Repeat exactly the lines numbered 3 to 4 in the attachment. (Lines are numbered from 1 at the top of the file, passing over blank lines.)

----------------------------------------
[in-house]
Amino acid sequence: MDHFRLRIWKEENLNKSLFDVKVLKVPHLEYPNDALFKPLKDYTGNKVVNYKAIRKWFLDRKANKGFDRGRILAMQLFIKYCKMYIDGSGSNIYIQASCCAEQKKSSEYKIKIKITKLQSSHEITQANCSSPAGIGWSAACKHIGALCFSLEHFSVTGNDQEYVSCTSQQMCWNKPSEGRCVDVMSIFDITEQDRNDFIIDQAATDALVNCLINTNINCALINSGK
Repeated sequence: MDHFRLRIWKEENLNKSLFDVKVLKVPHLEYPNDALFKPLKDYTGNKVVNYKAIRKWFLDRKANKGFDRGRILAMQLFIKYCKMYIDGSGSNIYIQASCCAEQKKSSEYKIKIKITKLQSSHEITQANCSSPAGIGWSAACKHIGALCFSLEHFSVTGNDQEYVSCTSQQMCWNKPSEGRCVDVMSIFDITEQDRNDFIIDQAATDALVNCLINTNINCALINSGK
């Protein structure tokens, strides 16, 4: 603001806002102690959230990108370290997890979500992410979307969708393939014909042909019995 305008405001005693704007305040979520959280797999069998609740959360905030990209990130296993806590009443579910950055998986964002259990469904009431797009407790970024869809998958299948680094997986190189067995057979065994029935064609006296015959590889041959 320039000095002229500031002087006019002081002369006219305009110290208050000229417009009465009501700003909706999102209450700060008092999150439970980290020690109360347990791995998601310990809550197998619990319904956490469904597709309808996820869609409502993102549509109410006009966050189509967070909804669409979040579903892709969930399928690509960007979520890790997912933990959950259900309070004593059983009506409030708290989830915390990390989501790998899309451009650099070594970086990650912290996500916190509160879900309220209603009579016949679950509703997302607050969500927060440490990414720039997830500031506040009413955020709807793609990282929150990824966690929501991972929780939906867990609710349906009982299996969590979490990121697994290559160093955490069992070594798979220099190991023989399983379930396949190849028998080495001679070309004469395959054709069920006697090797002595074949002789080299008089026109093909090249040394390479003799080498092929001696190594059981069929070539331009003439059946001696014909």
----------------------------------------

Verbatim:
Repeated sequence: MDHFRLRIWKEENLNKSLFDVKVLKVPHLEYPNDALFKPLKDYTGNKVVNYKAIRKWFLDRKANKGFDRGRILAMQLFIKYCKMYIDGSGSNIYIQASCCAEQKKSSEYKIKIKITKLQSSHEITQANCSSPAGIGWSAACKHIGALCFSLEHFSVTGNDQEYVSCTSQQMCWNKPSEGRCVDVMSIFDITEQDRNDFIIDQAATDALVNCLINTNINCALINSGK
């Protein structure tokens, strides 16, 4: 603001806002102690959230990108370290997890979500992410979307969708393939014909042909019995 305008405001005693704007305040979520959280797999069998609740959360905030990209990130296993806590009443579910950055998986964002259990469904009431797009407790970024869809998958299948680094997986190189067995057979065994029935064609006296015959590889041959 320039000095002229500031002087006019002081002369006219305009110290208050000229417009009465009501700003909706999102209450700060008092999150439970980290020690109360347990791995998601310990809550197998619990319904956490469904597709309808996820869609409502993102549509109410006009966050189509967070909804669409979040579903892709969930399928690509960007979520890790997912933990959950259900309070004593059983009506409030708290989830915390990390989501790998899309451009650099070594970086990650912290996500916190509160879900309220209603009579016949679950509703997302607050969500927060440490990414720039997830500031506040009413955020709807793609990282929150990824966690929501991972929780939906867990609710349906009982299996969590979490990121697994290559160093955490069992070594798979220099190991023989399983379930396949190849028998080495001679070309004469395959054709069920006697090797002595074949002789080299008089026109093909090249040394390479003799080498092929001696190594059981069929070539331009003439059946001696014909």